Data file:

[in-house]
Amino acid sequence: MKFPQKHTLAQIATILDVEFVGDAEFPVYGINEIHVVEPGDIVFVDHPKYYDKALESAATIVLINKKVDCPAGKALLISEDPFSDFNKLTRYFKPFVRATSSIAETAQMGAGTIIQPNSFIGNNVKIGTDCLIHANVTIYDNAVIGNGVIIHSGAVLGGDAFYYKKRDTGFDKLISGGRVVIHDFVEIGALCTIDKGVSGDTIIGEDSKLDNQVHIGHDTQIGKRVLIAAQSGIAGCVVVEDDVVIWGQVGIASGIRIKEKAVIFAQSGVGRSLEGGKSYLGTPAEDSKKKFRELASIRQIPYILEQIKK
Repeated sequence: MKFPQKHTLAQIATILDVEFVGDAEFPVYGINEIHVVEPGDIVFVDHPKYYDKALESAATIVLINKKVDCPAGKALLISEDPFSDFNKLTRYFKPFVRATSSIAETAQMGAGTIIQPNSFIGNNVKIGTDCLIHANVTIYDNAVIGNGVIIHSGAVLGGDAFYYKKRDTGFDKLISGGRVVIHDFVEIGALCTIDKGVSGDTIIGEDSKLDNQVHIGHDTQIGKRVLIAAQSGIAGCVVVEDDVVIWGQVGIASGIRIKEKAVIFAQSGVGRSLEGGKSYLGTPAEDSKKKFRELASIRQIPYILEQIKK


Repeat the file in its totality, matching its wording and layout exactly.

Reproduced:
[in-house]
Amino acid sequence: MKFPQKHTLAQIATILDVEFVGDAEFPVYGINEIHVVEPGDIVFVDHPKYYDKALESAATIVLINKKVDCPAGKALLISEDPFSDFNKLTRYFKPFVRATSSIAETAQMGAGTIIQPNSFIGNNVKIGTDCLIHANVTIYDNAVIGNGVIIHSGAVLGGDAFYYKKRDTGFDKLISGGRVVIHDFVEIGALCTIDKGVSGDTIIGEDSKLDNQVHIGHDTQIGKRVLIAAQSGIAGCVVVEDDVVIWGQVGIASGIRIKEKAVIFAQSGVGRSLEGGKSYLGTPAEDSKKKFRELASIRQIPYILEQIKK
Repeated sequence: MKFPQKHTLAQIATILDVEFVGDAEFPVYGINEIHVVEPGDIVFVDHPKYYDKALESAATIVLINKKVDCPAGKALLISEDPFSDFNKLTRYFKPFVRATSSIAETAQMGAGTIIQPNSFIGNNVKIGTDCLIHANVTIYDNAVIGNGVIIHSGAVLGGDAFYYKKRDTGFDKLISGGRVVIHDFVEIGALCTIDKGVSGDTIIGEDSKLDNQVHIGHDTQIGKRVLIAAQSGIAGCVVVEDDVVIWGQVGIASGIRIKEKAVIFAQSGVGRSLEGGKSYLGTPAEDSKKKFRELASIRQIPYILEQIKK